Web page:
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How to configure your first service in systemd

Systemd has always annoyed a lot of people, but you have to get over it, because nowadays almost all distributions have adopted it. So in this post we will see how to configure a simple systemd service, from scratch. Everything has been tested with systemd version 254.1 on Arch Linux and version 249.11 on Ubuntu.

In this guide, all commands must be executed as root, so use "sudo -i" or "sudo su" or whatever you prefer to get a root prompt.
Our example service is a simple bash script that logs the current date and time and a random number to a file in the /tmp directory every 30 seconds. Not very useful actually, but good enough for our purposes.

Let's create this executable script: /usr/local/bin/ (and then don't forget to set the executable flag with "chmod 755 /usr/local/bin/"):

#!/usr/bin/env bash
# This is my first, simple systemd service

readonly LOG_FILE="/tmp/my_systemd_service.log"

while truedo
    tstamp="$(date +"%Y-%m-%d %H:%M:%S")"
    echo "$tstamp - $RANDOM" >> "$LOG_FILE"
    sleep 30

Now we are going to define the configuration by creating the file /etc/systemd/system/my_service.service (some tutorials may suggest you a different folder, such as /usr/lib/systemd/system, but /etc/systemd/system is more appropriate for custom service file):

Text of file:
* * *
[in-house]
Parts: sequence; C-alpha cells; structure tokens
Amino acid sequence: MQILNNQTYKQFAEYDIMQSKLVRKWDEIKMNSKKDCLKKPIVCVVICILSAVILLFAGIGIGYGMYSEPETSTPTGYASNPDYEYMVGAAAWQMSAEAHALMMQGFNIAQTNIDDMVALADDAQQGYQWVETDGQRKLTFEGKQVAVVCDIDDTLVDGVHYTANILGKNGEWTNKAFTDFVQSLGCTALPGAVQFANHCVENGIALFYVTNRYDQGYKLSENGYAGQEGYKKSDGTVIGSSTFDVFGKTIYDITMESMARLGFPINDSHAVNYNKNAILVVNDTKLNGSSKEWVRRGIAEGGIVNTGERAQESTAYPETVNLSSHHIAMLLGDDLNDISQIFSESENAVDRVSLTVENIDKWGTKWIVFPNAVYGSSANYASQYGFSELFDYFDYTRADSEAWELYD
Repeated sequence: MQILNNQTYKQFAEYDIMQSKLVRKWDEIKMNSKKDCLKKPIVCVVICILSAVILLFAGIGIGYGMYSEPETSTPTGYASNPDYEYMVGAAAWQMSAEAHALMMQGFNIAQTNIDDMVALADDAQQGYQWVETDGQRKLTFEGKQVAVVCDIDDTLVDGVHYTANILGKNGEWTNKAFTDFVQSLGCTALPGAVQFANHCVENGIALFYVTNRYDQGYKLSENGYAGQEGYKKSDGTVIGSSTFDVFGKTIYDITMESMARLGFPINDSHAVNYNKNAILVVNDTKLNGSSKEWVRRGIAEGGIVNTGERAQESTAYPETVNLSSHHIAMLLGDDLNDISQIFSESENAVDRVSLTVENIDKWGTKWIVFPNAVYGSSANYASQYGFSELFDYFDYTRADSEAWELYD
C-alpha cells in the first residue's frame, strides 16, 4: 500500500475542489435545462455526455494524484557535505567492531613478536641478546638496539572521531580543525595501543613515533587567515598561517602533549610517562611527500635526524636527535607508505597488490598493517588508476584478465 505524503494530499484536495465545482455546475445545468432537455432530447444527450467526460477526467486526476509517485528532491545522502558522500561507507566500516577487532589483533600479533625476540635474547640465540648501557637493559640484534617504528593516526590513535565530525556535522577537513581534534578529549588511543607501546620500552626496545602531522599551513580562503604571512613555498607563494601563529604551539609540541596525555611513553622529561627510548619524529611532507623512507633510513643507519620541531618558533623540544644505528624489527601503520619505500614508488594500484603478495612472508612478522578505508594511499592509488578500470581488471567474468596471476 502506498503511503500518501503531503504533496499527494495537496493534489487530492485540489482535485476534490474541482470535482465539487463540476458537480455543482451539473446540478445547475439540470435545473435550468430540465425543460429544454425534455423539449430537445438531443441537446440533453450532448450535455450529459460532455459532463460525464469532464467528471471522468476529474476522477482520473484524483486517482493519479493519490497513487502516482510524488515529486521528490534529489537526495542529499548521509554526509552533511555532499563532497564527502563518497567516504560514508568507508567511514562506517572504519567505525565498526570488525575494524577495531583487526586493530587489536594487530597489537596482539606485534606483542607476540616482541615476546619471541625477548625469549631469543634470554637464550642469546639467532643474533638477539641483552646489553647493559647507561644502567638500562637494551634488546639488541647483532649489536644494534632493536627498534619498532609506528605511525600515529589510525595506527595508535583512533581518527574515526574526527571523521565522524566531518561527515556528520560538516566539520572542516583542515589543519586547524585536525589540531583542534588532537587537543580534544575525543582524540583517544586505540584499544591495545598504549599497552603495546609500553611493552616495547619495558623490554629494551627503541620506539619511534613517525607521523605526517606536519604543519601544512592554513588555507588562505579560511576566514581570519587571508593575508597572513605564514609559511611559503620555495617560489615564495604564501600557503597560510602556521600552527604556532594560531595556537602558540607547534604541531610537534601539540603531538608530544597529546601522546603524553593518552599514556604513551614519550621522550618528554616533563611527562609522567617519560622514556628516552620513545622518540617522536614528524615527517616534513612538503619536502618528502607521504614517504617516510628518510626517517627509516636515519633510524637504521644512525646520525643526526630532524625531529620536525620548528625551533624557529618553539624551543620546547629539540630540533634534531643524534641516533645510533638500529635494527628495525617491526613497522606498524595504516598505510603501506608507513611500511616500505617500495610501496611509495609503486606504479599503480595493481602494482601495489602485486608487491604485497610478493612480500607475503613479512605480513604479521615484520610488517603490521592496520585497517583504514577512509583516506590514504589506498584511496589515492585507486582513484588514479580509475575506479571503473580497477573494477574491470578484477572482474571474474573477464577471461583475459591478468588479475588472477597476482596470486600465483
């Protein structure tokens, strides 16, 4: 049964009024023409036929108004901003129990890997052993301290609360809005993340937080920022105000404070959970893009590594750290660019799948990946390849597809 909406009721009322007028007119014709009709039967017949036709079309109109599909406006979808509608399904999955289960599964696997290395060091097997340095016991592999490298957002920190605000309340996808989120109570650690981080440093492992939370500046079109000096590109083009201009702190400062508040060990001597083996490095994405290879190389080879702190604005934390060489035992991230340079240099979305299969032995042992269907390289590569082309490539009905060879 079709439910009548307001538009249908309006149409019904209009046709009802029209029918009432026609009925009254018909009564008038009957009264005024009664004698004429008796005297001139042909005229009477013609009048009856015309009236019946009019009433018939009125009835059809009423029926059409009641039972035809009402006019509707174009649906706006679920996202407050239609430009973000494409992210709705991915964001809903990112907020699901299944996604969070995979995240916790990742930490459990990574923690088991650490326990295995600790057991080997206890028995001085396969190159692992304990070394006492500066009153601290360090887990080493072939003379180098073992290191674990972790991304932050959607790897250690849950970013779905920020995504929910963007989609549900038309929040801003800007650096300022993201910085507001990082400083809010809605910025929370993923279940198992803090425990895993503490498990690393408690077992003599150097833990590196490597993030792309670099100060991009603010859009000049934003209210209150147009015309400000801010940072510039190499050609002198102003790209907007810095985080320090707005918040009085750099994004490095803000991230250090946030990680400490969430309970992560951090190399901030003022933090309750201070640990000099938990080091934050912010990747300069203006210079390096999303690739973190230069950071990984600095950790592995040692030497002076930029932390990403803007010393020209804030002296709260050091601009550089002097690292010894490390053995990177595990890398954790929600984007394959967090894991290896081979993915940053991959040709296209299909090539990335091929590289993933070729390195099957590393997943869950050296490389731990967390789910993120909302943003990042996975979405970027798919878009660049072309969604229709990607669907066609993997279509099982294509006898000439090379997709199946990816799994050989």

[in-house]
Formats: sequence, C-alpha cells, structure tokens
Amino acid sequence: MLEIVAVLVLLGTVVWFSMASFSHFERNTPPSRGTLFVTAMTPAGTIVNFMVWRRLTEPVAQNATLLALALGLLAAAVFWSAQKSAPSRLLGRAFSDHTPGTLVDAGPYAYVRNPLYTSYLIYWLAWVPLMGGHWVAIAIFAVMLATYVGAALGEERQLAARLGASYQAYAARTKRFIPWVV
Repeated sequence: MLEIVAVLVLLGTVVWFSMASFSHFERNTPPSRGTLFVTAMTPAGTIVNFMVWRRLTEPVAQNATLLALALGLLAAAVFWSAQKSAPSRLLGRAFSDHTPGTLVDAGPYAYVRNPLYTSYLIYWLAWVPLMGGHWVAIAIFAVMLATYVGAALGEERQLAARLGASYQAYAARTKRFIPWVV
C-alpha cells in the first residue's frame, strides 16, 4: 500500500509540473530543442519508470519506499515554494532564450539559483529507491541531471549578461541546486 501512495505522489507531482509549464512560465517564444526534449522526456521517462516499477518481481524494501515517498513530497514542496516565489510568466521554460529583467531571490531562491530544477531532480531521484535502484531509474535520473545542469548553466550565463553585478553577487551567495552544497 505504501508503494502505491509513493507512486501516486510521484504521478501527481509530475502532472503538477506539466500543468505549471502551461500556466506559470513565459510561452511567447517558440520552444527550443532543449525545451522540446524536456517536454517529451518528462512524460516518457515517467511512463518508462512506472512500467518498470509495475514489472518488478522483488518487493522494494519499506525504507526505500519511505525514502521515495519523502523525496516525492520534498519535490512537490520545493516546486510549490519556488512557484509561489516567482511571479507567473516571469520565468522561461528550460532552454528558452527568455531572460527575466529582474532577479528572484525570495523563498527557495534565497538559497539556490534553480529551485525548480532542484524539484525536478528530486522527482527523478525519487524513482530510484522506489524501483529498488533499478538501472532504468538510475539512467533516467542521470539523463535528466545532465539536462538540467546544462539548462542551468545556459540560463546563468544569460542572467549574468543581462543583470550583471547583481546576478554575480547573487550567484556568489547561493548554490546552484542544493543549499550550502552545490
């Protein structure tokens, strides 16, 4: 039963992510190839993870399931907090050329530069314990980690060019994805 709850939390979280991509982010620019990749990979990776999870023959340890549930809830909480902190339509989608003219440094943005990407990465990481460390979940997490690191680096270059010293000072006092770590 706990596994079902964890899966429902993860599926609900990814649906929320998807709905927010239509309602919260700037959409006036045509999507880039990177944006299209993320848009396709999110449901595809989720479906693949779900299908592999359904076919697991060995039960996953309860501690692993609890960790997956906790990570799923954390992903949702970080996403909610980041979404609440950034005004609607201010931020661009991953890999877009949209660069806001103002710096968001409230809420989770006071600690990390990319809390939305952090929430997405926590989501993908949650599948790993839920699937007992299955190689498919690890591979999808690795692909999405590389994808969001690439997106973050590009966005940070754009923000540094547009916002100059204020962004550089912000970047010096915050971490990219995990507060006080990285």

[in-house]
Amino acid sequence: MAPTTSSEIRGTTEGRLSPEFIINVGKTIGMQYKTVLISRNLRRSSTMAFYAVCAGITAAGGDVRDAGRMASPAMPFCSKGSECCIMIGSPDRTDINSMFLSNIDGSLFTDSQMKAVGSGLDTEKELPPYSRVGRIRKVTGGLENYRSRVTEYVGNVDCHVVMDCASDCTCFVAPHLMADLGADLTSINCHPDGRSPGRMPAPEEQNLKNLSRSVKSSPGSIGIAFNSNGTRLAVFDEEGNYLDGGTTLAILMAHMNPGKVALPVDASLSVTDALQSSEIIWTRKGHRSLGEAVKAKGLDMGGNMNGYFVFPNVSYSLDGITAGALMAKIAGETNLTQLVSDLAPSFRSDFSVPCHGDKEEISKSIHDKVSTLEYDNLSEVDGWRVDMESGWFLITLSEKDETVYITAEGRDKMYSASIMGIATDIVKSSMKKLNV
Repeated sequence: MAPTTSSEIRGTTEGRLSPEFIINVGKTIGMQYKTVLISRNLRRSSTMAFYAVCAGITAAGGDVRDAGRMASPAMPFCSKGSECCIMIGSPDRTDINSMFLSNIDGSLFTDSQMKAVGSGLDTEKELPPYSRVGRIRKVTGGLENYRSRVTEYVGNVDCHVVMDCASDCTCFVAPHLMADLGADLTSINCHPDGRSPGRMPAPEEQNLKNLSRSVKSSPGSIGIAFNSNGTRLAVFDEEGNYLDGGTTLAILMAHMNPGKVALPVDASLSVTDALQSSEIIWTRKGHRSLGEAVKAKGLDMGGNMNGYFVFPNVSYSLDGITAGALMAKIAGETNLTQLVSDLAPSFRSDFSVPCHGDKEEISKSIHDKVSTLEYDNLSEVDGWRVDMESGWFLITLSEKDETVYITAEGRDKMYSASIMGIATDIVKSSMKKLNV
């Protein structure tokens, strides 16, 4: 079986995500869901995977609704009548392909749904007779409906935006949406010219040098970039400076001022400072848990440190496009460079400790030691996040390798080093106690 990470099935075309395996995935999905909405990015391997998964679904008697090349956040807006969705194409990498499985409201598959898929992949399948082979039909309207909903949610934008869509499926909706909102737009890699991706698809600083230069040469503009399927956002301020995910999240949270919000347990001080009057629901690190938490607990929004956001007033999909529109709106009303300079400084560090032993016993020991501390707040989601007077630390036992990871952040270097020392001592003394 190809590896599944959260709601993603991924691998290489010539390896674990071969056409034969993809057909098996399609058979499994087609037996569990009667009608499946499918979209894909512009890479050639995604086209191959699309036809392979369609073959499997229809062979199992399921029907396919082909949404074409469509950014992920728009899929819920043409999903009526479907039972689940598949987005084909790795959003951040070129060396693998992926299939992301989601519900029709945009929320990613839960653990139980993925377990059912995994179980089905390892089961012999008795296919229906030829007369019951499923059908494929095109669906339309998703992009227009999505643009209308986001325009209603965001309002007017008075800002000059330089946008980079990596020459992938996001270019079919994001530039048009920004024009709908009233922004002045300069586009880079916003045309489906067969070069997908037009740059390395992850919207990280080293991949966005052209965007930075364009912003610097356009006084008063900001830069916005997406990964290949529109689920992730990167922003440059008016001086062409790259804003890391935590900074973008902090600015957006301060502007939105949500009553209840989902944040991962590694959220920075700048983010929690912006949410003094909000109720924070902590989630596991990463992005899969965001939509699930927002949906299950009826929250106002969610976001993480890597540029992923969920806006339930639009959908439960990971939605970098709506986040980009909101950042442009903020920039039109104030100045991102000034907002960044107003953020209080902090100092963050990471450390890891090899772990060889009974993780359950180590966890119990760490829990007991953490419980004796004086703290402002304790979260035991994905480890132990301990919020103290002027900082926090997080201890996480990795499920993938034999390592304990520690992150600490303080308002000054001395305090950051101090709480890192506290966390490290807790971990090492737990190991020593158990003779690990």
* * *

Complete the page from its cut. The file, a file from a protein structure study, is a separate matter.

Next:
Description=My first systemd test service



Remember: the name of this .service file is very important because it will be the name by which systemd will call our service. So in this case we are defining a service named "my_service".

Well, we're almost done: now all we have to do is tell systemd to reload the condiguration and enable the new service when the operating system starts:

systemctl daemon-reload
systemctl enable my_service

Congratulations, you just did your first systemd service!!!
Now the service can be controlled with the usual commands that you will surely have already used on Linux:

systemctl start my_service   # this starts the service
systemctl status my_service  # this displays its status
systemctl stop my_service    # and this... try to guess it

And finally, we close these notes with the commands to go back and uninstall everything, in four steps.

1. stop the service:

systemctl stop my_service

2. disable the service:

systemctl disable my_service

3. delete service definition file:

rm -v /etc/systemd/system/my_service.service

4. delete the service script:

rm -v /usr/local/bin/

Posted on 2023-09-09  
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